I’m fed up with scientists and their “indisputable findings” and their “absolute truths.” It’s all so vexingly inflexible.
Everywhere you turn there’s another scientific study confirming that everything we know to be true - the conventional wisdom that society has for centuries held sacred - is, in fact, a load of bunk.
Just look at recent headlines. Cough medicine bad for kids. … Multivitamins linked to cancer. … Vitamin C no match for common cold.
Is nothing sacred to these hypothesis-happy lab dwellers?
I realize they’re just doing their jobs, “saving lives,” “making the world a better place,” et cetera, et cetera. But must they keep undermining my confidence as a parent?
Here’s the thing: We moms and dads are certain of so few things in life. Whether to let our kids express themselves or ask them to keep their voices down. Whether to rescue them from a mean soccer coach or require them to honor their commitment to the team.
There are certain adages, though - not facts, mind you, but age-old aphorisms - that shore up our self-assurance in the kid-rearing arena. They prove that even if we’re not, say, smarter than our kids, at least we’ve logged enough hours on this planet to have a non-slip grip on the vox populi: Bubble gum takes seven years to digest. Coffee stunts your growth. Pop Rocks and Coke make your stomach explode.
Reading in poor light will make you blind. Sitting too close to the TV will make you blind. Reading while sitting too close to the TV will just kill you outright.
But aside from a couple of key points that turn out, miraculously, to be true - basically, don’t stare at the sun and keep the blow-drier out of the bath water - most of our trusty rules of thumb are odiously bogus.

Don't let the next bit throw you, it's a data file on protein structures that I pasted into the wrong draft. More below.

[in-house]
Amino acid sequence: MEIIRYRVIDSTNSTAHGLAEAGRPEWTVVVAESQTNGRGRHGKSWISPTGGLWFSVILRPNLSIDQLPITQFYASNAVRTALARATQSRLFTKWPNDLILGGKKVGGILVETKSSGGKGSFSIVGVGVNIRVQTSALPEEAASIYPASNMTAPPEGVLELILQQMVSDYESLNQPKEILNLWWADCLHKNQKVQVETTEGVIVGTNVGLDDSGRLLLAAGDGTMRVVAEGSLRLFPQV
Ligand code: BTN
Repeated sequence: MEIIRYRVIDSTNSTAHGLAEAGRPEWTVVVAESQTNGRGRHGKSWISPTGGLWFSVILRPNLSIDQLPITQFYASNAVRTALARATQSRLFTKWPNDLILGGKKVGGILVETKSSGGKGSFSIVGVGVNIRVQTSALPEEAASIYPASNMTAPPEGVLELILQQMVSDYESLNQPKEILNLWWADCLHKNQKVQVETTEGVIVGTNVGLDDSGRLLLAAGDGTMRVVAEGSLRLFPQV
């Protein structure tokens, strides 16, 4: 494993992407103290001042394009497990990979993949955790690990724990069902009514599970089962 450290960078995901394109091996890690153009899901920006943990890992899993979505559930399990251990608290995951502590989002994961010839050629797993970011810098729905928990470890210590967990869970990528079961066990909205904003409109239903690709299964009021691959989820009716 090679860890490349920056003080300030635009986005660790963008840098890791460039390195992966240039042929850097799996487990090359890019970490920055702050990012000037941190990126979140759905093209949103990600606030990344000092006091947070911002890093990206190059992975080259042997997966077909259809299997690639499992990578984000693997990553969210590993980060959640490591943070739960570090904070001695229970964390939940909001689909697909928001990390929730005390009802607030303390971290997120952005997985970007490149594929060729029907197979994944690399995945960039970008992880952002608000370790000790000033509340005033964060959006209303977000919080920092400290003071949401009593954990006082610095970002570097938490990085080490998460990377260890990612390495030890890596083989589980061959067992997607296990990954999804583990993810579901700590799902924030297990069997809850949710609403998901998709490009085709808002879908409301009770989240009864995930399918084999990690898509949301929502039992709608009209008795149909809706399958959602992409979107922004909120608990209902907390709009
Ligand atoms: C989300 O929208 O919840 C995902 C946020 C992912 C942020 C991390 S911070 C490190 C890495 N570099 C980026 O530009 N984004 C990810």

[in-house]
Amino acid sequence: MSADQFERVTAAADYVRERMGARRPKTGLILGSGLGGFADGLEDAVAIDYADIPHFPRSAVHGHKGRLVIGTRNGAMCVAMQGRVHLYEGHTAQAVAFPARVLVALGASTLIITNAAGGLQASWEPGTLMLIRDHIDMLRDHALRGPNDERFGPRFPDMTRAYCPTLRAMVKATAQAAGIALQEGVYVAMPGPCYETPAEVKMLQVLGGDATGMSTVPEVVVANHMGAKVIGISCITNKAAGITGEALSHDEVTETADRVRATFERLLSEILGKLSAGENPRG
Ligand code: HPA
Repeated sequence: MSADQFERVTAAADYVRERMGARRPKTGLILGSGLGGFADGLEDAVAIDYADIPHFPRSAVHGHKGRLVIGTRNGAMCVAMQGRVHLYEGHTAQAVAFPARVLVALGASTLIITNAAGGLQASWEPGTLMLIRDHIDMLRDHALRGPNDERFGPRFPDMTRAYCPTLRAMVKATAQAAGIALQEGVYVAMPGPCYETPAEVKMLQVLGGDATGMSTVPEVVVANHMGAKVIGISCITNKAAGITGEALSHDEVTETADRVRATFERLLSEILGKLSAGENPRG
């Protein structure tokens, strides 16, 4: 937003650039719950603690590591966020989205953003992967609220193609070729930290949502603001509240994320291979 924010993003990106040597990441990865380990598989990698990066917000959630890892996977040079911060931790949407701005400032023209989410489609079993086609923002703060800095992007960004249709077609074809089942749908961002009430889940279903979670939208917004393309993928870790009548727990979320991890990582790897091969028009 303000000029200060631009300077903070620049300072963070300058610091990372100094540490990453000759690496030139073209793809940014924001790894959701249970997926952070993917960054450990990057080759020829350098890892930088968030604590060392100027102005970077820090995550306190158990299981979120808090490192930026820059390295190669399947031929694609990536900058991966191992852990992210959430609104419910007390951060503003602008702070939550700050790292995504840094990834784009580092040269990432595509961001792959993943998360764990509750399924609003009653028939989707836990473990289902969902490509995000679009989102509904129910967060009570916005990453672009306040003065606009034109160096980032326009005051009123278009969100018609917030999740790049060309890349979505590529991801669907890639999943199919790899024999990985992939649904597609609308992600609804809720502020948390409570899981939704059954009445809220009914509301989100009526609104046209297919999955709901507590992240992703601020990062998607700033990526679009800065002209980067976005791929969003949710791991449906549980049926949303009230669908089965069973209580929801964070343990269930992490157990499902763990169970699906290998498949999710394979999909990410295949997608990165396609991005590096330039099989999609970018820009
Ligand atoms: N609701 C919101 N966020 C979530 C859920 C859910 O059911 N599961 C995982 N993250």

Get this: Hydrogen peroxide is actually not recommended for treating wounds, and the best way to take off a Band-Aid (come again?) is niiiice and sloooow.
Drinking milk does not increase mucus. Brushing hair is not good for it. Feed a cold, but never starve a fever. And go ahead, take a wild leap into the swimming pool right after you eat.
What is this? Bizarro parenting?
It’s anarchy is what it is.
Clearly these mad scientists don’t have children, or they’d know how crucial it is for parents to cultivate a voice of authority, even when we have no idea what we’re talking about. If word gets out that our trusty truisms are nothing more than dusty old wives’ tales, not even an apple a day will keep the backtalk away.
To be fair, though, science does occasionally work in our favor. For years, doctors have been poo-pooing the grandmotherly prediction that if you don’t bundle up in brisk weather, you’ll catch a cold. Two years ago, researchers in Wales finally proved it: Being cold and wet, they said, lowers our immunity, making us more susceptible to viruses.
This should be heartening news for those of us rendered parentally impotent by the distressing hydrogen peroxide smackdown. It means that even if we don’t always know right from wrong, at least our grandmas did.
Remember, then, to stay toasty this winter. Chug coffee, if you like. Plop down with your nose to the TV screen. Swallow bubble gum instead of vitamins. Science condones it.
But if I were you, I’d avoid the Pop Rocks. Just in case.